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Fintech in Africa conference takes a fresh angle on regulation

17 May 2017 | Finance, Fintech, Banking and Financial Services Regulatory

Swift, agile and versatile, financial technology – or Fintech – is sweeping Africa and the rest of the world. Lagging far behind it in many countries and regions is the law and regulation around Fintech operations. While too much regulation could stifle innovation in this dynamic sector, too little – and too late – could be equally damaging to consumers and financial institutions.

Striking the right regulatory balance is one of various compelling themes in the spotlight at the Fintech in Africa conference taking place in Sandton, Johannesburg on Thursday, 25 May 2017. Pan-African law firm Bowmans is hosting the day-long conference and has assembled a line-up of top African and international speakers for the event.

“Our speakers span the Fintech spectrum, from blockchain service providers and university research centres to African regulators, non-profit think tanks and legal experts in cryptocurrency and cybercrime,” says Francisco Khoza, head of the Banking and Finance department at Bowmans.

“Although there have been other conferences on Fintech, this one stands out for its focus on moving the conversation on Fintech regulation forward,” says Kirsten Kern, partner at Bowmans. “Fintech is incredibly fast-developing and agile, but the law is not, creating all kinds of potential challenges for data protection and cyber security, and even fuelling harmful lending practices in some cases.”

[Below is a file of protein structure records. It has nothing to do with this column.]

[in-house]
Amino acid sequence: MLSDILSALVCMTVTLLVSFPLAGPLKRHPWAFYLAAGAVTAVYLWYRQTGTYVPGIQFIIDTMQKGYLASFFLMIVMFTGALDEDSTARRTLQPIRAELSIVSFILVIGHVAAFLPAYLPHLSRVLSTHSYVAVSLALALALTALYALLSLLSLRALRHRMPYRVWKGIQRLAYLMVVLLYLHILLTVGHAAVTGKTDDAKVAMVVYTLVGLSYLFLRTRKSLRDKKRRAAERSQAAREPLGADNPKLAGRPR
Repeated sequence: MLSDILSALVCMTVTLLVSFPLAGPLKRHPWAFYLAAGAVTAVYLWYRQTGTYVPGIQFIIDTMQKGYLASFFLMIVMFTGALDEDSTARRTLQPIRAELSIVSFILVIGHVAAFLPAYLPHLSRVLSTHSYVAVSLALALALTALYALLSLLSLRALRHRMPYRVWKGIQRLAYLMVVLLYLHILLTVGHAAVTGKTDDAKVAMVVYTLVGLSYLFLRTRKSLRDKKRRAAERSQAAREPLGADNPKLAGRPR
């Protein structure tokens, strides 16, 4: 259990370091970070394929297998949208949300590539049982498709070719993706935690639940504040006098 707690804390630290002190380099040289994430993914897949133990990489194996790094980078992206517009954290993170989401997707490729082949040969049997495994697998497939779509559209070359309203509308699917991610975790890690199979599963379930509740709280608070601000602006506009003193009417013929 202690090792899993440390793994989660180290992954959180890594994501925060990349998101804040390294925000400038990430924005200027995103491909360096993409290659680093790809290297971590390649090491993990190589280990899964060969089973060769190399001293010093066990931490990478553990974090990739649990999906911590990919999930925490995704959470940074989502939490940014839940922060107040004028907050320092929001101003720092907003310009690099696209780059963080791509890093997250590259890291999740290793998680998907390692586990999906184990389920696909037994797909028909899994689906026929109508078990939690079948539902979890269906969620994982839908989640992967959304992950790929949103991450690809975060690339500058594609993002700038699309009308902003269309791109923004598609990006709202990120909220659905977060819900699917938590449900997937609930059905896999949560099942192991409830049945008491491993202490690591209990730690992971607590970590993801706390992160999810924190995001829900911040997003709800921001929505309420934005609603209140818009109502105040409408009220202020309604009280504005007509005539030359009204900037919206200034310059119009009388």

From crowdfunding to blockchain and more

The Fintech in Africa conference will cover a wide spectrum of Fintech applications, including payment systems, crowdfunding and blockchain developments – both in key African jurisdictions such as Kenya, Nigeria, South Africa and Uganda, and in international jurisdictions such as the United Kingdom, United States and Australia.

“We have a session comparing important Fintech trends and regulatory developments in Africa and internationally, as the issues at stake are not necessarily the same,” says David Geral, head of the Banking and Financial Services Regulatory practice at Bowmans. Crowdfunding, for example, appears to be a major focus in many developed countries, while payment systems have grown like wildfire in some African countries.

Crowdfunding is gathering momentum on the African continent, though, and so a session at the conference is dedicated to crowdfunding developments in different regions of Africa. This will also cover the practicalities of navigating regulation as a cross-border start-up.

Risk and the management of fallout is the subject of a third session, exploring risks facing the Fintech industry, especially data and information risk, cybercrime and harmful lending practices,

In a session on payment systems, speakers will explore why these systems are more successful in some jurisdictions than in others. “The impact of blockchain on the roll-out of payment systems is part of this discussion,” says Khoza.

The blockchain session will explore the “new frontiers” for blockchain as well as the use of smart contracts in a digital economy, he says.

“Many of our speakers are at the forefront of Fintech industry and regulatory developments, and we are confident that this conference will help take debate on regulating Fintech in Africa forward.”

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